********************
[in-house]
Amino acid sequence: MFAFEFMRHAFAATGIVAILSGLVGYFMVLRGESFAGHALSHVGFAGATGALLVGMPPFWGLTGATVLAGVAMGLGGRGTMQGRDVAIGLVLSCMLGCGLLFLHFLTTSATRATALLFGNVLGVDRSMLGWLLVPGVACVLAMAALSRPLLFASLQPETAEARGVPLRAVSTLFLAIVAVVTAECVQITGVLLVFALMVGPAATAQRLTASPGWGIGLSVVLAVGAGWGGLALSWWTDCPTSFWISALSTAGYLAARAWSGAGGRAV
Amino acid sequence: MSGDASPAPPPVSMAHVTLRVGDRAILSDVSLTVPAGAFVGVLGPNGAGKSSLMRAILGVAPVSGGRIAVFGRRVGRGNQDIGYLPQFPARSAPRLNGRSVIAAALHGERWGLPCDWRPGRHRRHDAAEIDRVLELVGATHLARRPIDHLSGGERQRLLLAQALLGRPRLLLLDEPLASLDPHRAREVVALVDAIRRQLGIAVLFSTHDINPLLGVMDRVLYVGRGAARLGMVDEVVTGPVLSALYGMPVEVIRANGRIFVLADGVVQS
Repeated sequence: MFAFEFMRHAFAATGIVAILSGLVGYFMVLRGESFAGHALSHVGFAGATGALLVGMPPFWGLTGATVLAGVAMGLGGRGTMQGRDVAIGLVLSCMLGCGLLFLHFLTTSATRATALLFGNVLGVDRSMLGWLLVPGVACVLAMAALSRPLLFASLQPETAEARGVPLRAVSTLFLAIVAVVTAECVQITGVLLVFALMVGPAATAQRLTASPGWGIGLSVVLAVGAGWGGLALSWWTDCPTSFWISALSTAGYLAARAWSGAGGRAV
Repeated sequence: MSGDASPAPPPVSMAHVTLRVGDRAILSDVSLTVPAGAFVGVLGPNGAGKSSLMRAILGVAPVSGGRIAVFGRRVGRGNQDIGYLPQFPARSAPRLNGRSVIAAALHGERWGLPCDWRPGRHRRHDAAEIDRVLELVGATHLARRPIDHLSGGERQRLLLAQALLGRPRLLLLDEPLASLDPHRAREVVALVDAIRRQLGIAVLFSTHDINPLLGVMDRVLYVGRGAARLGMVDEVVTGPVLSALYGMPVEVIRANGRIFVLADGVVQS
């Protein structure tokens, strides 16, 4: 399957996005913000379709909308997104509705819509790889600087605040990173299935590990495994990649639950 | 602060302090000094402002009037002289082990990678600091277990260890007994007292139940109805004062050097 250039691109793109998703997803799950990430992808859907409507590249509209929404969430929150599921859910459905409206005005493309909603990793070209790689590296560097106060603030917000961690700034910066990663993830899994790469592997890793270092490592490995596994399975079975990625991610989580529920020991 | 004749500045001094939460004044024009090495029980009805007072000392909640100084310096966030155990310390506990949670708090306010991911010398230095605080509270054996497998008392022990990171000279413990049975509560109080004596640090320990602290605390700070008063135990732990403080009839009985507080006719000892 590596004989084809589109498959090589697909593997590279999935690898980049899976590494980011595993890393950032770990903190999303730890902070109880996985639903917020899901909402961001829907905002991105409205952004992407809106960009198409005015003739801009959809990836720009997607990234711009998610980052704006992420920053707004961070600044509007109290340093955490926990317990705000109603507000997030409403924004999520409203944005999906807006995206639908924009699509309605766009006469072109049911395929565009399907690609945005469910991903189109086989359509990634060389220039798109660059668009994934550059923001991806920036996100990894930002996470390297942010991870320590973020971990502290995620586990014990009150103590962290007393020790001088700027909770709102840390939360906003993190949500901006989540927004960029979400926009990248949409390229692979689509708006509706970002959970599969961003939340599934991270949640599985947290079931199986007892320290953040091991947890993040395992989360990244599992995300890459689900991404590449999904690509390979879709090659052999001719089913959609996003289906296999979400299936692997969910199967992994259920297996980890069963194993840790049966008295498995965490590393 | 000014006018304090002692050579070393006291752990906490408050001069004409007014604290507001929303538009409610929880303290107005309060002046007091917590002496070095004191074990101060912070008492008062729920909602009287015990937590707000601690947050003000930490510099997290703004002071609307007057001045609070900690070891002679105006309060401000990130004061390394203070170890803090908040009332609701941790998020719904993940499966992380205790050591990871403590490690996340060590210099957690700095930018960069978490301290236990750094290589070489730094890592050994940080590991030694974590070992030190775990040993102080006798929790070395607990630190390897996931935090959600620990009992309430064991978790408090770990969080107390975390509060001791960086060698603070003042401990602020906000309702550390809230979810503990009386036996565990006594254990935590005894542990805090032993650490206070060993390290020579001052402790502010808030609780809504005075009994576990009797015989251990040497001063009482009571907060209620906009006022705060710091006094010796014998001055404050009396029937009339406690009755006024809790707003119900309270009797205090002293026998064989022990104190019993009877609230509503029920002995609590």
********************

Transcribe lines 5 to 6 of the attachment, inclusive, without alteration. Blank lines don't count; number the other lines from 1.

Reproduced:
Repeated sequence: MSGDASPAPPPVSMAHVTLRVGDRAILSDVSLTVPAGAFVGVLGPNGAGKSSLMRAILGVAPVSGGRIAVFGRRVGRGNQDIGYLPQFPARSAPRLNGRSVIAAALHGERWGLPCDWRPGRHRRHDAAEIDRVLELVGATHLARRPIDHLSGGERQRLLLAQALLGRPRLLLLDEPLASLDPHRAREVVALVDAIRRQLGIAVLFSTHDINPLLGVMDRVLYVGRGAARLGMVDEVVTGPVLSALYGMPVEVIRANGRIFVLADGVVQS
């Protein structure tokens, strides 16, 4: 399957996005913000379709909308997104509705819509790889600087605040990173299935590990495994990649639950 | 602060302090000094402002009037002289082990990678600091277990260890007994007292139940109805004062050097 250039691109793109998703997803799950990430992808859907409507590249509209929404969430929150599921859910459905409206005005493309909603990793070209790689590296560097106060603030917000961690700034910066990663993830899994790469592997890793270092490592490995596994399975079975990625991610989580529920020991 | 004749500045001094939460004044024009090495029980009805007072000392909640100084310096966030155990310390506990949670708090306010991911010398230095605080509270054996497998008392022990990171000279413990049975509560109080004596640090320990602290605390700070008063135990732990403080009839009985507080006719000892 590596004989084809589109498959090589697909593997590279999935690898980049899976590494980011595993890393950032770990903190999303730890902070109880996985639903917020899901909402961001829907905002991105409205952004992407809106960009198409005015003739801009959809990836720009997607990234711009998610980052704006992420920053707004961070600044509007109290340093955490926990317990705000109603507000997030409403924004999520409203944005999906807006995206639908924009699509309605766009006469072109049911395929565009399907690609945005469910991903189109086989359509990634060389220039798109660059668009994934550059923001991806920036996100990894930002996470390297942010991870320590973020971990502290995620586990014990009150103590962290007393020790001088700027909770709102840390939360906003993190949500901006989540927004960029979400926009990248949409390229692979689509708006509706970002959970599969961003939340599934991270949640599985947290079931199986007892320290953040091991947890993040395992989360990244599992995300890459689900991404590449999904690509390979879709090659052999001719089913959609996003289906296999979400299936692997969910199967992994259920297996980890069963194993840790049966008295498995965490590393 | 000014006018304090002692050579070393006291752990906490408050001069004409007014604290507001929303538009409610929880303290107005309060002046007091917590002496070095004191074990101060912070008492008062729920909602009287015990937590707000601690947050003000930490510099997290703004002071609307007057001045609070900690070891002679105006309060401000990130004061390394203070170890803090908040009332609701941790998020719904993940499966992380205790050591990871403590490690996340060590210099957690700095930018960069978490301290236990750094290589070489730094890592050994940080590991030694974590070992030190775990040993102080006798929790070395607990630190390897996931935090959600620990009992309430064991978790408090770990969080107390975390509060001791960086060698603070003042401990602020906000309702550390809230979810503990009386036996565990006594254990935590005894542990805090032993650490206070060993390290020579001052402790502010808030609780809504005075009994576990009797015989251990040497001063009482009571907060209620906009006022705060710091006094010796014998001055404050009396029937009339406690009755006024809790707003119900309270009797205090002293026998064989022990104190019993009877609230509503029920002995609590």